Born in an upper-middle-class family, el-Masri’s decision to come to AUC was supported by her father, who said to his friends later on, “I believe that education is an end in itself, and not just a means to an end. Since this was her own choice, I would not stand in her way.”

Born in an upper-middle-class family, el-Masri’s decision to come to AUC was supported by her father, who said to his friends later on, “I believe that education is an end in itself, and not just a means to an end. Since this was her own choice, I would not stand in her way.”

She recounts her first day, standing on a side street opposite AUC and becoming nervous. “I was half tempted to return home,” she confessed. “Little did I know as I dashed through the crowd and ran up those stairs that I was building up my inward strength and influencing my future destiny!” After submitting her application, she recalled AUC President Charles Watson saying to her, “Upon you will depend whether we accept other girls or not.”

At AUC, she was a member of the University orchestra, Glee Club, Debating Society, International Relations Club and Cosmopolitan Club. She was also editor-in-chief of The AUC Review during her time at the University. She was named valedictorian at her commencement, and later became editor-in-chief of the bi-weekly Arabic magazine Al-Misriyyah, founded by the leader of the Egyptian Feminist Union, Hoda Shaarawi.

El-Masri was the first Egyptian to join Smith College in the United States, finishing a master’s in sociology in one year — an achievement unmatched by any foreign student at that time. She later became a successful librarian at New York University. When reflecting on her life’s accomplishments, el-Masri said, “God bless The American University in Cairo for all that with which it has enriched my life and the lives of the hundreds of co-eds who have entered its gates after me.”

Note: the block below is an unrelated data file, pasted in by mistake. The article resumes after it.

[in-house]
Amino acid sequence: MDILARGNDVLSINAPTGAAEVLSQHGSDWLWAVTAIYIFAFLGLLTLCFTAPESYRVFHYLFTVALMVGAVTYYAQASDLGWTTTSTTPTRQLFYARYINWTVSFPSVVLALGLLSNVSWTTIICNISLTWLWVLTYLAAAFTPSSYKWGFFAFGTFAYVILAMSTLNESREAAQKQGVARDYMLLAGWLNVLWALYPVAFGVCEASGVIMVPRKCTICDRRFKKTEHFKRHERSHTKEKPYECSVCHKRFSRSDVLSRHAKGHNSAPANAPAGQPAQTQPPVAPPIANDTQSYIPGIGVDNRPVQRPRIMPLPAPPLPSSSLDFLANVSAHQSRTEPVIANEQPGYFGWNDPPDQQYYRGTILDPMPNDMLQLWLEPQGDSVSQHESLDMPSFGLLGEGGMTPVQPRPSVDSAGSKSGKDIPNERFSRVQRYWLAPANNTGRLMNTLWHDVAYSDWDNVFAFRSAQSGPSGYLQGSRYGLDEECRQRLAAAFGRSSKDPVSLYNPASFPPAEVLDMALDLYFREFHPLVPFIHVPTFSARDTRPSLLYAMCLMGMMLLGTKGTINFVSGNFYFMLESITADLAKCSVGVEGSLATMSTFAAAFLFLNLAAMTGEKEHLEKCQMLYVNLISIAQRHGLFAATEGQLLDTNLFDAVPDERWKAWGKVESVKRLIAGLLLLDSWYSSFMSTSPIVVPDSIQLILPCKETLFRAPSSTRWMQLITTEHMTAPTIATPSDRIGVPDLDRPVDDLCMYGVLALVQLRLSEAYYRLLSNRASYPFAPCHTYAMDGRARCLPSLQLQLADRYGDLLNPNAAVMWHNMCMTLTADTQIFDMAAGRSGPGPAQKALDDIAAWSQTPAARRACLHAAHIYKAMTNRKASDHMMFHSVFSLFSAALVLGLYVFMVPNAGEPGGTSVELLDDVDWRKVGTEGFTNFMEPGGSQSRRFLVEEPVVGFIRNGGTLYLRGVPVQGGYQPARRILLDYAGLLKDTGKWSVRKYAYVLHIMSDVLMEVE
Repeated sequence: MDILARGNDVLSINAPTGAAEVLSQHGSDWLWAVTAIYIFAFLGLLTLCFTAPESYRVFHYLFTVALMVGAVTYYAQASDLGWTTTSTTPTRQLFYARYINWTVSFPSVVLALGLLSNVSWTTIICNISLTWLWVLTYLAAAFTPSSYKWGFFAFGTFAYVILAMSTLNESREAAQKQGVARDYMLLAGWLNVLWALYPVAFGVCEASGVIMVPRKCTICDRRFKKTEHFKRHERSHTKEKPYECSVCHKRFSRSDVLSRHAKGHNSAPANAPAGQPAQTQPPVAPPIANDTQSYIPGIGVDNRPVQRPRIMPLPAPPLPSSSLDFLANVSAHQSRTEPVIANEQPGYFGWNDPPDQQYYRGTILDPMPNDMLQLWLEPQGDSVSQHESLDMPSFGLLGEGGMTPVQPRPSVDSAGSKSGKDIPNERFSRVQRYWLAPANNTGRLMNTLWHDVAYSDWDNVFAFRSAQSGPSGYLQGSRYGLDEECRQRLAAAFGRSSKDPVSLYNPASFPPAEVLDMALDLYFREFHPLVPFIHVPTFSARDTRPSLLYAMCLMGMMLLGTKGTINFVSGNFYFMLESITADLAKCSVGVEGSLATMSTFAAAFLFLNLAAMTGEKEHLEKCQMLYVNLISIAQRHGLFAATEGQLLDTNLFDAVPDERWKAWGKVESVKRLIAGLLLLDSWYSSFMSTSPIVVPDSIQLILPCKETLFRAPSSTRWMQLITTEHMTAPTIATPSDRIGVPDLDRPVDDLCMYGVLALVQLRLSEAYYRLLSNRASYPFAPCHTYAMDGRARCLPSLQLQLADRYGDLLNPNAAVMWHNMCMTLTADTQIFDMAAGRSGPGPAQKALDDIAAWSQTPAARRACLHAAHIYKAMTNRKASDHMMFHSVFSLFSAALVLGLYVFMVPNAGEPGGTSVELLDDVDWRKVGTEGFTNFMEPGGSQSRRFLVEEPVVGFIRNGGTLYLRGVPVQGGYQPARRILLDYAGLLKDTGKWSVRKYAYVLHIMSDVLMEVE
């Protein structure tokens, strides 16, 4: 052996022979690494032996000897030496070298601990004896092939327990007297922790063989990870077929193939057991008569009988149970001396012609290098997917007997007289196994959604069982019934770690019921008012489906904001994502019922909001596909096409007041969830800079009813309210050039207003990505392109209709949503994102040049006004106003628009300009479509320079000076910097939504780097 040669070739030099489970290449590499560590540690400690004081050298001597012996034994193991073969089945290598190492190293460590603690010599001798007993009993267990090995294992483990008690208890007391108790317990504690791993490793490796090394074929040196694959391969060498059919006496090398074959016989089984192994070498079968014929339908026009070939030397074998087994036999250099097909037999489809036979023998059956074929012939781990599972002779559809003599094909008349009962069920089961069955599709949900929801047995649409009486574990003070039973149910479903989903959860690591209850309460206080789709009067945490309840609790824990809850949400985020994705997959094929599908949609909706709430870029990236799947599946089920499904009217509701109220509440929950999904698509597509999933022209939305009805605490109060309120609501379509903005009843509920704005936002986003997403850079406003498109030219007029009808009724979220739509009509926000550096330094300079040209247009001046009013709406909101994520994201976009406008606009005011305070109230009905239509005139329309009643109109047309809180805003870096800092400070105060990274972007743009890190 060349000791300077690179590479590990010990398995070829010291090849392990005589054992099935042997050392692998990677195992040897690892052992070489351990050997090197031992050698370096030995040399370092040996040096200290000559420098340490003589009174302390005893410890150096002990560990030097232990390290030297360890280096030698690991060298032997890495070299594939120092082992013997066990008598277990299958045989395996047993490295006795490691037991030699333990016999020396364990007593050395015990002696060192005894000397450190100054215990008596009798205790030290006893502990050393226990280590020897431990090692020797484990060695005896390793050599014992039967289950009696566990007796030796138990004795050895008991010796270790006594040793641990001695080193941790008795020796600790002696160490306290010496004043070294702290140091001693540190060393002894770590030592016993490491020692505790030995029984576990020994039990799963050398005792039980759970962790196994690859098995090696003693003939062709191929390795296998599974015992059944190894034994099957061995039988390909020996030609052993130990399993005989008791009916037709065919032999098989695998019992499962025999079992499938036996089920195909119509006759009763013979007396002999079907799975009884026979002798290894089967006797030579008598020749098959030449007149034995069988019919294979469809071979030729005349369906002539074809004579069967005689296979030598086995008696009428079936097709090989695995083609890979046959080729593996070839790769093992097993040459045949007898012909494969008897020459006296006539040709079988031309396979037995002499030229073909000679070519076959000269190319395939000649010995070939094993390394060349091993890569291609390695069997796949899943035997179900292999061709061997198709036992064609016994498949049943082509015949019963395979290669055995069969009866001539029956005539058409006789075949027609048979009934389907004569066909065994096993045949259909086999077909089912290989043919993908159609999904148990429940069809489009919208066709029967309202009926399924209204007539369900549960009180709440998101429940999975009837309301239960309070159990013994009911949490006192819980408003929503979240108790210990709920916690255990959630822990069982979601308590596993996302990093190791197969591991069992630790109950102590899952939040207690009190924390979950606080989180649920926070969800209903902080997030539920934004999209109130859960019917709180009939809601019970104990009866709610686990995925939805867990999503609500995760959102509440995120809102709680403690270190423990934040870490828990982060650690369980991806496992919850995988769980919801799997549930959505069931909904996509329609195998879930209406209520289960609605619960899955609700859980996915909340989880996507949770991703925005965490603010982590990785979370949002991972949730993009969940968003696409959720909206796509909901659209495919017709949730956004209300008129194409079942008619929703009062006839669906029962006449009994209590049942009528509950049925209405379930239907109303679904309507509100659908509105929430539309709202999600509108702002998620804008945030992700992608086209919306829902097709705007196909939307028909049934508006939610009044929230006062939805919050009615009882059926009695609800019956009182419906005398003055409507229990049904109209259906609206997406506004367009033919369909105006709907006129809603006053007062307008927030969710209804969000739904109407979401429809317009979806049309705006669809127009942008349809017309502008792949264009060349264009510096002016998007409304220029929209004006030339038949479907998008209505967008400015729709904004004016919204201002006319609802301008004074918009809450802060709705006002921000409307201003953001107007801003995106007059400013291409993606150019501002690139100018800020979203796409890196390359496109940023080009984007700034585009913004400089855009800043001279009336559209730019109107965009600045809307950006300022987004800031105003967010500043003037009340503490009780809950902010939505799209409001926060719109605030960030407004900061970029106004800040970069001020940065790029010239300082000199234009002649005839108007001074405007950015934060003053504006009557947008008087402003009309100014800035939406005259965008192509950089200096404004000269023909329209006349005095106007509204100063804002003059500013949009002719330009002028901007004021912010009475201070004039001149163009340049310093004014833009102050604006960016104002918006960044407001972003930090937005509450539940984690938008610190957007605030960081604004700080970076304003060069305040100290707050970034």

Nevenka Korica (MA ’99)

Teaching Arabic as a Foreign Language

Nevenka Korica is director of the Center for Arabic Study Abroad program at Harvard University’s Center for Middle Eastern Studies. She previously served as executive director of CASA at AUC. She also worked as a translator and news announcer in the Arabic service at Radio Yugoslavia. She is the co-author of Media Arabic: A Course Book for Reading Arabic News (AUC Press, 2014) and Umm al-Dunya: Advanced Egyptian Colloquial Arabic (AUC Press, 2013).

Up and Coming

Graduates of the last 15 years (2004 onward)

Amin Ashraf Marei ’11

Business Administration

Amin Marei is the associate director of Professional Education at the Harvard Graduate School of Education (HGSE) as well as co-founder and director of the Middle East Professional Learning Initiative, one of the largest international initiatives at HGSE. A teaching fellow at Harvard, Amin developed HGSE’s professional education multiplier model, the MEPLI Fellowship, and managed the development of Harvard University’s first professional education courses in Arabic.

Seif Abou Zaid ’08, ‘17

Political Science; Public Policy

Seif Abou Zaid is the co-founder and CEO of Mavericks school in Egypt, which utilizes personalized and self- directed learning, real-life experiences and hands-on activities — celebrating student strengths. “I was always interested in education as a vehicle for liberation and empowerment,” says Abou Zaid, who previously worked in two education startups, including being co-founder and CEO of Tahrir Academy, one of the region’s biggest online educational platforms.